• I think that even our youngest learners can understand what equity means. I’ve taught JK/SK students before that I give everyone what he/she needs to do his/her best. Some students might get something that others don’t, and that’s okay. That’s what they need. Sometimes rules need to be flexible for some students because that’s what those students need to succeed.
  • No child is without expectations, but expectations might look different for different students. Yes, we have a curriculum, and I believe strongly in the value of curriculum expectations. But, I teach children first. I need to look at what my children need, and sometimes, other expectations need to trump academic ones (e.g., learning self-help skills). If we look closely at how we teach these skills and how we interact with students, I bet even the non-academic activities will actually meet academic expectations (e.g., sorting laundry for the wash may meet math expectations connected to data management).

Looking back at what I shared here, I think, to some extent, we are all Special Ed. teachers. In some way, we all teach students with special needs. Our students (and their parents) need to know that regardless of children’s needs that we believe in them, that we’ll program for them, and that we’re determined to see them succeed (and support them in their success). Do we all feel confident and skilled enough to teach in a self-contained class? Maybe not. And maybe that’s okay. But if we tell Special Ed. teachers that they’re saints, what are we saying about our own ability and/or devotion to teach students with special needs? What value are we giving to a label, and how is this impacting on our view of the child? I’m lucky to teach all students in my class, many of whom have different needs, and it’s the challenge to meet some of these needs that make me feel most successful of all. What about you?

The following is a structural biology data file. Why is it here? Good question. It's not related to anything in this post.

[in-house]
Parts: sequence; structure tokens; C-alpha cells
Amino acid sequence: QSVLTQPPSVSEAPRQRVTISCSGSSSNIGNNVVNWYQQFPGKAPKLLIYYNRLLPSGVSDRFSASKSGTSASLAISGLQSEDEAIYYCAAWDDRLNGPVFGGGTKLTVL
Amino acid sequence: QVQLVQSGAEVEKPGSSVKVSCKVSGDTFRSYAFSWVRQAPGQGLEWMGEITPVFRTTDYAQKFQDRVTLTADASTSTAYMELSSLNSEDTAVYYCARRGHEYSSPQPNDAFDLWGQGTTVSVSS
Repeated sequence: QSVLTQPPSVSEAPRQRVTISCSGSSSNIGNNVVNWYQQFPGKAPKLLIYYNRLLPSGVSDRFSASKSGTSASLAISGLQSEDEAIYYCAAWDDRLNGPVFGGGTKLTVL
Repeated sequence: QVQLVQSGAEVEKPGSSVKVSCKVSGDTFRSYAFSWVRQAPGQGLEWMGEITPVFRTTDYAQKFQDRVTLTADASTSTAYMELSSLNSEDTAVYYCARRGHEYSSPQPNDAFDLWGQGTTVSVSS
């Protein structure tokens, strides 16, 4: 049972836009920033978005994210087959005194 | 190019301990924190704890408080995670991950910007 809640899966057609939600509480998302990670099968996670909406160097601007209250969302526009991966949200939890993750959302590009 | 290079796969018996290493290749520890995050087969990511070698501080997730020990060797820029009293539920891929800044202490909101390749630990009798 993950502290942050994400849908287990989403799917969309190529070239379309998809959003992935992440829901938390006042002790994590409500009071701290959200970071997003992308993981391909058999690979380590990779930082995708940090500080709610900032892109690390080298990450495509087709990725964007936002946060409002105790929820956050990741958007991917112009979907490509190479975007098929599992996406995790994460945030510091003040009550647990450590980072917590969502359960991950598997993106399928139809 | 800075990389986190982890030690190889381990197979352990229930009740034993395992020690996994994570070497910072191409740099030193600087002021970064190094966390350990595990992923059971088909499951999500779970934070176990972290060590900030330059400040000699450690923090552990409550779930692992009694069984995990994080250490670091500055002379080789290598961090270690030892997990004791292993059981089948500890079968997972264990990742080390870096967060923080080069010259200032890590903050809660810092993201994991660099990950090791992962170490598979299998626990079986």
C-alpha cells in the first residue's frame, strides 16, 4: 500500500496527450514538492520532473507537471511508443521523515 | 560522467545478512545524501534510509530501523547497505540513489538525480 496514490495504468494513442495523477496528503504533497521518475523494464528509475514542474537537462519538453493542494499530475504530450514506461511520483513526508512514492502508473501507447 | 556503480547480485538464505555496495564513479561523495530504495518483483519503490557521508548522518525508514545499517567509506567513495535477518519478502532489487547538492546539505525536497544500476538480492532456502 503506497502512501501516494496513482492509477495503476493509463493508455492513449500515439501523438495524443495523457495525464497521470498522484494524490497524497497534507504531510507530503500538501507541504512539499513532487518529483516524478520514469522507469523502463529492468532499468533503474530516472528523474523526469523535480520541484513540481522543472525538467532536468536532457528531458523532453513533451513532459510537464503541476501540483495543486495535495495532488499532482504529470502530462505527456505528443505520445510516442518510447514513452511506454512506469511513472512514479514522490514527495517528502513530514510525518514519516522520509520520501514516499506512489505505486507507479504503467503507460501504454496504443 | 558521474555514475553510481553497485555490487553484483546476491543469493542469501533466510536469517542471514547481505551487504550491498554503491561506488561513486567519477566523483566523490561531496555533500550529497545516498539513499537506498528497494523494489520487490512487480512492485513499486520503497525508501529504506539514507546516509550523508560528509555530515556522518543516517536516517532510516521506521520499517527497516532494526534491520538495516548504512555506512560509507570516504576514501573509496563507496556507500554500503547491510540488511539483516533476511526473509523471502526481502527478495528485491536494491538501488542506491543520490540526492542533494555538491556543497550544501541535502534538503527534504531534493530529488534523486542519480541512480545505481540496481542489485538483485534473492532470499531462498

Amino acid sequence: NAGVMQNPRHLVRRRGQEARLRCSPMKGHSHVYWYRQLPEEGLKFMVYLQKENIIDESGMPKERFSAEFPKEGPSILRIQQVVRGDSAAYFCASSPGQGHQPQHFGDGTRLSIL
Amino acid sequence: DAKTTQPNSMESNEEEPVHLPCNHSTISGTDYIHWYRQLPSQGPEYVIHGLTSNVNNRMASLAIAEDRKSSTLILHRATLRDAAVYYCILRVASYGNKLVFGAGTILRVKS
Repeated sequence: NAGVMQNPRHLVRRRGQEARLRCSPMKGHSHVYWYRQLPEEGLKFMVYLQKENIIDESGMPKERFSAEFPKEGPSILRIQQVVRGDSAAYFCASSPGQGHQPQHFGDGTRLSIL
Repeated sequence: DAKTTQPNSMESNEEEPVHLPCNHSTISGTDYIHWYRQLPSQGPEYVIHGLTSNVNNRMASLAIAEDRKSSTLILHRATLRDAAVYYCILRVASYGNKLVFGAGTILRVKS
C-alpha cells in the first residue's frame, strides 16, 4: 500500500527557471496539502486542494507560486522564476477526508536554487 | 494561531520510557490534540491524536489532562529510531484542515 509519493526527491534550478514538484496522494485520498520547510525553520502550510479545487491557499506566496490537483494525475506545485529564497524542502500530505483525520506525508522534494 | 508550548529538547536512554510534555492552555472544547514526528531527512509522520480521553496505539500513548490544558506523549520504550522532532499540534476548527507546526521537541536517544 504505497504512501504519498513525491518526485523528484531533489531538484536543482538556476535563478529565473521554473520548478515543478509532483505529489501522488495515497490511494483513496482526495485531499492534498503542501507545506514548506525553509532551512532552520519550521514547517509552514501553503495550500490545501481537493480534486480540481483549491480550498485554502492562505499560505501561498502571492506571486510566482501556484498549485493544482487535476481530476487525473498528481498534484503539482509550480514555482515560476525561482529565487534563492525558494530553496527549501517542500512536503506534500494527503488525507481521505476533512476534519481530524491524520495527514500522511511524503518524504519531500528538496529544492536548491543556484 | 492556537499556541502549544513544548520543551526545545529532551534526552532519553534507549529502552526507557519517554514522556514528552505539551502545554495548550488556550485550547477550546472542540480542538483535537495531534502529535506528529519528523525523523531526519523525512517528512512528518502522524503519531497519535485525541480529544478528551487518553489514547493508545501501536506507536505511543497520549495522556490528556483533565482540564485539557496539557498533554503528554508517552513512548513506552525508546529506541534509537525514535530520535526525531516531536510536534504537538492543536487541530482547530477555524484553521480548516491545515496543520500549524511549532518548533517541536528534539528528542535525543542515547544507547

2 thoughts on “Are We All Special Ed. Teachers?

  1. I am a special educator at the secondary level. I have advanced degrees and certifications in both English and Special Education. I have to admit that when I read the title of your post, it threw me for a loop. Of course we’re not all special educators…it takes extra schooling and a LOT of extra paperwork (for not nearly enough extra money). While general educators have to plan for all students, we also have caseloads and endless meetings.

    Then I read your blog, and you’re right. And I adore you for it!

    • Thank you so much for the comment and the kind words, Viv! I think it’s also important to note that special education teachers, like you and others, do have extra jobs and responsibilities, and I’m very grateful for all of the extras that you do. I do think it’s important though for classroom teachers to plan for and respond to the diverse needs of our students. Success really is possible for ALL.


Leave a Reply

Your email address will not be published. Required fields are marked *